After selling their online outdoor retailer, Moosejaw, in 2007, brothers Robert and Jeffrey Wolfe wanted to make a positive social impact but weren’t exactly sure how to go about it. At the time, however, the Obama fund-raising machine was in full gear. “Forgetting the politics of it, we couldn’t believe the genius,” says Robert. By functioning more like an e-tailer than a classic political organization—sourcing sales (or microdonations) through millions of supporters via various social networking apparatus—Obama’s team brought campaigning into the modern age. They’d even made it fun.
At the same time, the Wolfe brothers noticed something that wasn’t so fun: online philanthropic drives. After researching pioneering sites like Causes.com and FirstGiving.com, they discovered there was still “plenty of space” for growth in this arena if they added a truly interactive social networking aspect to the equation.
As such, Robert called up his old friend Shauna Robertson, a Hollywood producer (Superbad, Anchorman) with a passion for philanthropy. He told her about their idea to create a site that utilized a crowd-sourcing, Facebook-like application—every fund-raiser would have a profile wall detailing their story, what they’re raising money for, who will benefit, and how much money they’ve brought in—that potential donors (the equivalent of Facebook friends or Twitter followers) could follow in real time. In other words, it would allow any person off the street to raise money—through small donations encouraged by videos, blogs, and outside social media—for various charities, the same way Kickstarter allows everyday people to fund large-scale art projects.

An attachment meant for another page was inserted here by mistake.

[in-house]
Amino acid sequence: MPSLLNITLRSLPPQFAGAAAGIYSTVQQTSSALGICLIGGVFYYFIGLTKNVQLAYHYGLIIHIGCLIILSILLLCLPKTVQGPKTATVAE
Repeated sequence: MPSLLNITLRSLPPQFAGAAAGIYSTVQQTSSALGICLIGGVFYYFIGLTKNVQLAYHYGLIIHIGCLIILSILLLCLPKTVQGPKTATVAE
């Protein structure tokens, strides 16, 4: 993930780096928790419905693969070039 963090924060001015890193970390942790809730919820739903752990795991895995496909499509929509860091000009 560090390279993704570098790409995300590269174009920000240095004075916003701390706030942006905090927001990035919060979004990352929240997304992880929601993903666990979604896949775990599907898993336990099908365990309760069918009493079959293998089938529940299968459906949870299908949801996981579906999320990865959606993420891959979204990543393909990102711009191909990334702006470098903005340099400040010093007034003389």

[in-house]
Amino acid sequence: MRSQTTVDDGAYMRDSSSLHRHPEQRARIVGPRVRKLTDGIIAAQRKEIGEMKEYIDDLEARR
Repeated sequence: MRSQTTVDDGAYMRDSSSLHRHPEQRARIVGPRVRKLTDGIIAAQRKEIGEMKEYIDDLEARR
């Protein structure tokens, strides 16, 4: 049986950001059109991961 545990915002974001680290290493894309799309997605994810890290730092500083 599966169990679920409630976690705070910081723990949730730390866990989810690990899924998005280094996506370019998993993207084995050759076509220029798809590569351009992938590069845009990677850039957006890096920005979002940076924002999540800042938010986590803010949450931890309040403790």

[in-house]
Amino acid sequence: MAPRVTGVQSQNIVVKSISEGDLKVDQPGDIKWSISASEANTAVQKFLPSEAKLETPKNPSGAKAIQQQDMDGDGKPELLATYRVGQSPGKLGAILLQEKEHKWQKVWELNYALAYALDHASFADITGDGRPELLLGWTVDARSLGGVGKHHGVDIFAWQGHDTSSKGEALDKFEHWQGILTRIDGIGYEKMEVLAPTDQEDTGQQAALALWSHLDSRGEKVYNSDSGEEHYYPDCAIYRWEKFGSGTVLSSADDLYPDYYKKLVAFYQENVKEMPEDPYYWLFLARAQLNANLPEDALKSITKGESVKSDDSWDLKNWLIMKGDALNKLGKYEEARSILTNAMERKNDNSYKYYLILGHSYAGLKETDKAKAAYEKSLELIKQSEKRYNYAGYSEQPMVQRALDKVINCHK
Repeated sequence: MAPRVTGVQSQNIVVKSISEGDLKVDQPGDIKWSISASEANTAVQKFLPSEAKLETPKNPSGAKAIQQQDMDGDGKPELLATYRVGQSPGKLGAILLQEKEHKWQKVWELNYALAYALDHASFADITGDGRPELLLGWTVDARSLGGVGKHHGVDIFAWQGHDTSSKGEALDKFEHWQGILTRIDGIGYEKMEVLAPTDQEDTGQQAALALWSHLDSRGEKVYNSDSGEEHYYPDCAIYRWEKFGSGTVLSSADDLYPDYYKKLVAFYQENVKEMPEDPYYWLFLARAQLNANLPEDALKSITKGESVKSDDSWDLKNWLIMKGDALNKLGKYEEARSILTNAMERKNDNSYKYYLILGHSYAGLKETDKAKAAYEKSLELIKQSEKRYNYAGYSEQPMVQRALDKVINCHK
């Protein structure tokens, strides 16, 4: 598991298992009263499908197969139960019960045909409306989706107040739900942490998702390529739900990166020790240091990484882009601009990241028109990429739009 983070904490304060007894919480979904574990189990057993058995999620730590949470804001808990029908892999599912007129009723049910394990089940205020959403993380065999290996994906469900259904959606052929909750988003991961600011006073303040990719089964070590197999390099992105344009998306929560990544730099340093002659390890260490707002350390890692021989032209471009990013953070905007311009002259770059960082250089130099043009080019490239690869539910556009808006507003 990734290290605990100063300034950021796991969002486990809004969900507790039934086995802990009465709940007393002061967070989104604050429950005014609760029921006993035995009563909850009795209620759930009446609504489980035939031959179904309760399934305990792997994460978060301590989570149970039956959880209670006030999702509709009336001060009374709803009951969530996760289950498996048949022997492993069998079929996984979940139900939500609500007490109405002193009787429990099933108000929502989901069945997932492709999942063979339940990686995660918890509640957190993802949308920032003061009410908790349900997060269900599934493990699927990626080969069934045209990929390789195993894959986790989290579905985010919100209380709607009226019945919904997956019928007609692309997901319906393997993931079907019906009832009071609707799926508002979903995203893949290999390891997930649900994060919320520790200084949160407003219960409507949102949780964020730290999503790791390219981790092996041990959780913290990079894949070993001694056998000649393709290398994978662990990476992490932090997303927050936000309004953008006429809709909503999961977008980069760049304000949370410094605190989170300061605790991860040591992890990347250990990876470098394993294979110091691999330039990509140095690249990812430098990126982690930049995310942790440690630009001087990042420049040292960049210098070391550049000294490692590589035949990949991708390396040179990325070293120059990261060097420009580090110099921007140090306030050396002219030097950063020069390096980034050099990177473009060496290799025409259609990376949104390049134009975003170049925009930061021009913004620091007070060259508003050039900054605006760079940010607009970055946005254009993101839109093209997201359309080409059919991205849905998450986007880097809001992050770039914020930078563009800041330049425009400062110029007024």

“Robert used to call me every other day with crazy requests for Moosejaw,” says Robertson, recalling one for 500 Superbad DVDs to be given away with every snowboard they sold. “So basically I do whatever he asks me to, because it has always proved to be a good time.”
In the room with her during the call was her boyfriend, now fiancé, Edward Norton, who was getting ready to run the New York Marathon—alongside Kenya’s Masai warriors—to raise money for the Maasai Wilderness Conservation Trust.
“Edward got on the phone and said, ‘Do you guys want to do this? It would be a great case study,’” explains Robert. He and Jeffrey immediately took Norton up on the offer and partnered with the actor-producer couple on the idea. By sourcing the philanthropic power of Norton’s fans (or crowd) they raised an amazing $1.2 million in forty-three days mainly through microdonations.
“I like to call it philanthropy from the couch,” says Robertson. “Celebrities are busy, everyone is busy, so if you can raise money from the comfort of your home by reaching out to your friends or fans, it’s a powerful tool.”
So powerful, in fact, that Crowdrise has become a veritable weigh station for celebrities looking to avoid the black-tie dinner circuit—and, to be fair, they’re just a small sliver of the Crowdrise pie, which is now empowering thousands of people across the globe to raise money for some 1.5 million charities, all of which are vetted by the IRS’s GuideStar database—and harness the power of the Internet for good.
For instance, Will Ferrell has two efforts—both logged under his Charitable Life profile, Crowdrise’s version of a Facebook wall—on behalf of Cancer for College. (Give $26 to one and you could win a round of golf with him; give $13 to another and he’ll send you a bottle of his “Super Sexy Hot Tan Sunscreen”.) Meanwhile, Sophia Bush recently went on a Twitter binge to help raise money for the Nature Conservancy. Through Crowdrise’s platform she brought in $52,000 in just four weeks, with average contributions of $25.